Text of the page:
Art on a Shoestring

Bushwick's Pocket Utopia, left, and the Lower East Side's Canada. Photo: (L-R) Kevin Regan; courtesy of Canada

The last time money left the art world, intrepid types maxed out their credit cards and opened galleries, and a few of them have become the best in the world. Now, as money is leaving art again, history could repeat itself—especially in these two neighborhoods, where you can feel experimentation percolating.

Lower East Side

The number of new and small DIY galleries downtown can be overwhelming, so get started with these three: The exhibitions at artist-run Reena Spaulings (212-477-5006)—located in a big, raw Chinatown space—often deal with the status of exhibitions and the artist as maker-celebrity, and a visit has a way of rejiggering your thinking. A block away, Dispatch (212-227-2783) is living proof that a hole-in-the-wall can generate a lot of activity. The taste here is conceptual and conspiratorial, with founders who say they are “responding to a curatorial field … preoccupied with institutional self-administration and formalized bureaucracies.” Amen. The taste at Canada (212-925-4631) is mostly for painting but also anything an artist might drag in. Most recently, I saw premodern/postmodern paintings by Joe Bradley, who mixes minimalism, cave painting, and chance in work that looks like flags and graffiti.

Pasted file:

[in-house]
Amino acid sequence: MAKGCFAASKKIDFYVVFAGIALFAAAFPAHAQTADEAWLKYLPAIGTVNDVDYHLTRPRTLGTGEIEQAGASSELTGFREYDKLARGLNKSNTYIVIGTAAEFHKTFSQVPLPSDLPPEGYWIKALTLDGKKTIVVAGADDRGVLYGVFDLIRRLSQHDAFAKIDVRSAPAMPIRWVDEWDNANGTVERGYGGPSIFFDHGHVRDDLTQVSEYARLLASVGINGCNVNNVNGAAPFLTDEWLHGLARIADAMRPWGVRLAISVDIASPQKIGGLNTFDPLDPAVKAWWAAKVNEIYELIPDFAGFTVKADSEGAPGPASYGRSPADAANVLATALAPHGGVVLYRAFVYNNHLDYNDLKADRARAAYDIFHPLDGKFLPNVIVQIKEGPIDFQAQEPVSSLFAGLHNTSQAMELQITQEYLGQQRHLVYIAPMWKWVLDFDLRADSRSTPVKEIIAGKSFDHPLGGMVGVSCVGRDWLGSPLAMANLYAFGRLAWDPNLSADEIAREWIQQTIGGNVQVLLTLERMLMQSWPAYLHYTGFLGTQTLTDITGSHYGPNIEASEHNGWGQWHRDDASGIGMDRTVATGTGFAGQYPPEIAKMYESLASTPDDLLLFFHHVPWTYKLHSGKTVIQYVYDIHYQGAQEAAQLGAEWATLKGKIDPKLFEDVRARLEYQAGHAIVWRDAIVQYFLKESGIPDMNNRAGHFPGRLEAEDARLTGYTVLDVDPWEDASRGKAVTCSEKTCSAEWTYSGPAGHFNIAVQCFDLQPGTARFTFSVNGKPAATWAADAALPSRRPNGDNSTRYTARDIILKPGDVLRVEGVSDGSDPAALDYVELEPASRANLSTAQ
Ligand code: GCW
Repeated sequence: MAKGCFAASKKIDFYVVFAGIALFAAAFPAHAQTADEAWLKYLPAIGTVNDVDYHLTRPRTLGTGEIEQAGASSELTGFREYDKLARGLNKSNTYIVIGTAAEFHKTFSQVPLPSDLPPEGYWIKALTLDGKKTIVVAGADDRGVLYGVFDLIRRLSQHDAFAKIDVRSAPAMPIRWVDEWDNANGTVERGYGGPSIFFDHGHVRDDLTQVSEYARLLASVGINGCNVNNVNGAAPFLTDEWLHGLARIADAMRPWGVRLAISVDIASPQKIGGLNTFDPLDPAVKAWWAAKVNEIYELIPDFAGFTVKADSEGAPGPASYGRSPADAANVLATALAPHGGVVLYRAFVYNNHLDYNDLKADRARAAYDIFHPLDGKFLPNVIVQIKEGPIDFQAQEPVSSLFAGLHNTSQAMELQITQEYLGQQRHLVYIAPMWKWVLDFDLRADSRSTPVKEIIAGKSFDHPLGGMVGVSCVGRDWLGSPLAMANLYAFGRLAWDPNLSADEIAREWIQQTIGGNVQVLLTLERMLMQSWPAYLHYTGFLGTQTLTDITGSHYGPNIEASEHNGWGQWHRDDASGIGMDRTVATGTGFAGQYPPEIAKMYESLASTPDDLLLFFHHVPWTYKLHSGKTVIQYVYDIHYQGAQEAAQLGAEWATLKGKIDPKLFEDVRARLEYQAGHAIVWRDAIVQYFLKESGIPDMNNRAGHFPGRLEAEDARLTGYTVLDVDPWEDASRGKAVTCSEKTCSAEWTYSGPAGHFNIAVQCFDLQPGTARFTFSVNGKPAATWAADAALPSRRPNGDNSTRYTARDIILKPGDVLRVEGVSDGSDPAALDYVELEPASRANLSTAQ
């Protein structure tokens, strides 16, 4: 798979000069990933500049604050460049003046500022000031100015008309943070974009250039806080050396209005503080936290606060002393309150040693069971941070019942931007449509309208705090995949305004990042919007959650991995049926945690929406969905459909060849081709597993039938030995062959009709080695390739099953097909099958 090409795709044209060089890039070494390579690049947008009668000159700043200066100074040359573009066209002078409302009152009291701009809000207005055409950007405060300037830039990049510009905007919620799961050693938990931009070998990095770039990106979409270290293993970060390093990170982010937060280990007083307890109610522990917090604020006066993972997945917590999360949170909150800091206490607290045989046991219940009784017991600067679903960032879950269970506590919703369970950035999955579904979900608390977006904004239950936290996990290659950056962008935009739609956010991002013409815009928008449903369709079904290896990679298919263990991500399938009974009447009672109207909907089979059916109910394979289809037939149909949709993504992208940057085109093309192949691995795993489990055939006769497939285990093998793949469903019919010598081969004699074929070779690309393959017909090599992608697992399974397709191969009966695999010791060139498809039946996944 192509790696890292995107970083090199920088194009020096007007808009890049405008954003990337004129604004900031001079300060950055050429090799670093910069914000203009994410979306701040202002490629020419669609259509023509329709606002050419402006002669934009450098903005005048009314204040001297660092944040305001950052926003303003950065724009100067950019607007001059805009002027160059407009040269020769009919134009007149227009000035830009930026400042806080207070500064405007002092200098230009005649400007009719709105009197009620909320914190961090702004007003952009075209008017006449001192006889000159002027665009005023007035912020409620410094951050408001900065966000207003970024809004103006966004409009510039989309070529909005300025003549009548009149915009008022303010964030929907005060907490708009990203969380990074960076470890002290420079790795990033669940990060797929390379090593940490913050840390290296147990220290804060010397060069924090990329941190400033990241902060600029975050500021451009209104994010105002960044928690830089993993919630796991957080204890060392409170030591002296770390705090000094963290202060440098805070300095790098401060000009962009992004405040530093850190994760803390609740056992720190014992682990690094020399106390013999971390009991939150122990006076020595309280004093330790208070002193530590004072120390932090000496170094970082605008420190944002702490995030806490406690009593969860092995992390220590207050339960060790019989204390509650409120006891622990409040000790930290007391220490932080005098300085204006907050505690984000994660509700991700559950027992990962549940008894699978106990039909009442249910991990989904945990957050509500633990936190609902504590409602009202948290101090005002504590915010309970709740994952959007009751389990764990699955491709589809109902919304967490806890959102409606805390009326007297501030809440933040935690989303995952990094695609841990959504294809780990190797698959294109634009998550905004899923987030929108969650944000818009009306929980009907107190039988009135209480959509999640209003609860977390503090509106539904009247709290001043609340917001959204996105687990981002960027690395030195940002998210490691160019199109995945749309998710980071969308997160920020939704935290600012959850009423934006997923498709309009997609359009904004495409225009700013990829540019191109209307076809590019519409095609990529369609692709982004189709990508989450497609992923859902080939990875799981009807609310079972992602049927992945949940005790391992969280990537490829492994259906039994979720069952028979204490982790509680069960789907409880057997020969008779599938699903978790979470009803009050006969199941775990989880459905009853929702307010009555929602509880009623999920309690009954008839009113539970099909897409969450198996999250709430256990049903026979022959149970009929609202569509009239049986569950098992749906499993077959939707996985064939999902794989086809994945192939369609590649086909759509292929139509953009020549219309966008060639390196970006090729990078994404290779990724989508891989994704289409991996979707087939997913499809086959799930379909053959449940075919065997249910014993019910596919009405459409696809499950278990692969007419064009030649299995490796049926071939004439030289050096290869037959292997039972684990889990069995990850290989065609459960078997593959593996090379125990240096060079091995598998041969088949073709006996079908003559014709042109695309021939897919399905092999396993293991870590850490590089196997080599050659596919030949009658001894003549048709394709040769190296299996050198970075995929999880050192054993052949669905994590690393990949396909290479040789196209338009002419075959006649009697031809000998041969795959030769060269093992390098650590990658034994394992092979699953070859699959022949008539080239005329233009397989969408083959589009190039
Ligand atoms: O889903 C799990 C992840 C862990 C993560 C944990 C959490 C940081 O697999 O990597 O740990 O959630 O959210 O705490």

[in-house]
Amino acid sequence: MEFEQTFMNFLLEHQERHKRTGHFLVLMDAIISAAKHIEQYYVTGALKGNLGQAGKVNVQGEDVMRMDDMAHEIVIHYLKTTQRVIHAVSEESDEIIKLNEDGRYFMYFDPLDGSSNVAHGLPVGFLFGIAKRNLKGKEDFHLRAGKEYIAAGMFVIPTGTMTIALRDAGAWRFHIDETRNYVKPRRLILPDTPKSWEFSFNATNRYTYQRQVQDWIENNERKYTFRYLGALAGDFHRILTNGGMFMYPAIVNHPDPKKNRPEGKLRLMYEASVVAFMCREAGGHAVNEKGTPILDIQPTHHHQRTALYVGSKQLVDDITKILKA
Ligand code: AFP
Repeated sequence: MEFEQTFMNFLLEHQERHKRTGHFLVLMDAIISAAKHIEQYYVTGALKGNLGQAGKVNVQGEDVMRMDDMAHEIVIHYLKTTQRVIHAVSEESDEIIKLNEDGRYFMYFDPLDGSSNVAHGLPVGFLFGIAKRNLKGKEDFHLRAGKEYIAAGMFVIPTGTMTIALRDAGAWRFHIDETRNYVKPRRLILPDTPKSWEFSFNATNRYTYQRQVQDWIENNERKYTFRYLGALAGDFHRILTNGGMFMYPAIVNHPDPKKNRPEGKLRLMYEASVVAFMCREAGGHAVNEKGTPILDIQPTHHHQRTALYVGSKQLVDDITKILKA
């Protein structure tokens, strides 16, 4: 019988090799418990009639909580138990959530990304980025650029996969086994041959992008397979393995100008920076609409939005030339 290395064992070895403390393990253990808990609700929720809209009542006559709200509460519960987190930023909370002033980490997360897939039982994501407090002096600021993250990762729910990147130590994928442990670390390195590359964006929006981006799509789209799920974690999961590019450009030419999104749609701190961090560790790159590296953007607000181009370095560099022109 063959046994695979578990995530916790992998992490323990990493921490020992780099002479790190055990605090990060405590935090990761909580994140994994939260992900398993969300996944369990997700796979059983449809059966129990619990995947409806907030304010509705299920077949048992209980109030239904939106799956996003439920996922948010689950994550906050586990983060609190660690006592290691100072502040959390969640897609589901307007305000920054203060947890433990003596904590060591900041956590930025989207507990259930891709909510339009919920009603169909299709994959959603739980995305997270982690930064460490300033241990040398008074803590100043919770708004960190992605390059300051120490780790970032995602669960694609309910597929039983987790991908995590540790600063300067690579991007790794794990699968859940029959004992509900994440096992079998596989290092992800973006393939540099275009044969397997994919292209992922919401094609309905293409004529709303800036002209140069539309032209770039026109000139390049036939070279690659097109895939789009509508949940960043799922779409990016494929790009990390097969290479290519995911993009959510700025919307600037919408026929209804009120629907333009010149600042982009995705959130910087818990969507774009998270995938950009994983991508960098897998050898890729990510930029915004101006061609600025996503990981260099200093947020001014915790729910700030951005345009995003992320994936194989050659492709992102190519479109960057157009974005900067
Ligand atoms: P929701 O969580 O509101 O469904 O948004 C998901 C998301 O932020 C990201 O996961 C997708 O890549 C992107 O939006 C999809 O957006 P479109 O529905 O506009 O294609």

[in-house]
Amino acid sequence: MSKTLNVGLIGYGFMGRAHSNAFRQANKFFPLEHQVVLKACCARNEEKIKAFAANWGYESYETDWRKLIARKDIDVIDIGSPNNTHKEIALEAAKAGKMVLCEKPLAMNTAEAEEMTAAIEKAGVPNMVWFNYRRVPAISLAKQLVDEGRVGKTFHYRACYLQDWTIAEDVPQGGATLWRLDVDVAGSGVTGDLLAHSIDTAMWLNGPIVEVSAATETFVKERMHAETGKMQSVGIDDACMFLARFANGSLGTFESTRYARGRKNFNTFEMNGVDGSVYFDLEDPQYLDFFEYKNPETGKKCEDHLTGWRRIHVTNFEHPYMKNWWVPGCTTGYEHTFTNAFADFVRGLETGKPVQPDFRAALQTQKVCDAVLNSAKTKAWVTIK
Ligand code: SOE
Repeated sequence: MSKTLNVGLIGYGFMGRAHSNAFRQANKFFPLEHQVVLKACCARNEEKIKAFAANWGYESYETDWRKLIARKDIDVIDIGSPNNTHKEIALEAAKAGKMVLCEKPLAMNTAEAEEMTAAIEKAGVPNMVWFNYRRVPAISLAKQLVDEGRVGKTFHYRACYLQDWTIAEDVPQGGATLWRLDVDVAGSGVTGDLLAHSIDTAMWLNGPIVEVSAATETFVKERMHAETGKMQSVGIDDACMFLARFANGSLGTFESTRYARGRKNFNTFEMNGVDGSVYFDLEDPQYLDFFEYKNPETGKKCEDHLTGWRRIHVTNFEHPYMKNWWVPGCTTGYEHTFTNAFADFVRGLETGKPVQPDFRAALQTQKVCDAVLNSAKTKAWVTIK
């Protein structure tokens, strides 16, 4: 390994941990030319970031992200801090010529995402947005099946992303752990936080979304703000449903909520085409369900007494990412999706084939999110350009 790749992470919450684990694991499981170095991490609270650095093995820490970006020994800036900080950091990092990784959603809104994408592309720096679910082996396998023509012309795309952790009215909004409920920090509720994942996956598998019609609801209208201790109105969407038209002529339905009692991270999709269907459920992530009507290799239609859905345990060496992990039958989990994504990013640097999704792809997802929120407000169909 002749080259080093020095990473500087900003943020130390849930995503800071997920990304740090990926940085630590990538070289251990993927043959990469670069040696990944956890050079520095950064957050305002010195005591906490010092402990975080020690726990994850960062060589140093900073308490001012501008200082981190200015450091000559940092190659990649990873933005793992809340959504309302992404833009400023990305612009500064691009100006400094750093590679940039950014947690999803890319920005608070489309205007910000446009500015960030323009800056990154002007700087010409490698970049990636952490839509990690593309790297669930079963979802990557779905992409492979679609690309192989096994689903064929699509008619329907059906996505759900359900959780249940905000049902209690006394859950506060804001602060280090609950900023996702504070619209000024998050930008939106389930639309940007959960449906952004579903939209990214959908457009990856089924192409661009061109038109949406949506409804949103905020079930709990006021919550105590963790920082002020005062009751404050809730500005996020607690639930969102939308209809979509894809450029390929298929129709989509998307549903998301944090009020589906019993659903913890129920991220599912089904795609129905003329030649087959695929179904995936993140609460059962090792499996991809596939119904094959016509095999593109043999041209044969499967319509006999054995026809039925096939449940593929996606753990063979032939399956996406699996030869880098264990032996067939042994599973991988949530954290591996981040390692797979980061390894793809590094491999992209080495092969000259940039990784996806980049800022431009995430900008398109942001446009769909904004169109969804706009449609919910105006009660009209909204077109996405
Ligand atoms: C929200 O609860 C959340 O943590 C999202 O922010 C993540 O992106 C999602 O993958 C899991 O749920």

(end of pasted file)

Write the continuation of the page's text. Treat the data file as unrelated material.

It’s the closest thing to the eighties East Village. Start with Norte Maar (646-361-8512), Lumenhouse (718-942-5395), and English Kills (718-366-7323). Move fast; some may be gone next year, and the ones that stick around could make a real difference. You should also stop at Pocket Utopia (917-400-3869), where you’ll likely be greeted by the ball-of-energy artist known as Austin Thomas, who, in the year and a half she’s been open for business, hasn’t sold a single work to a collector—only to artists.

Art on a Shoestring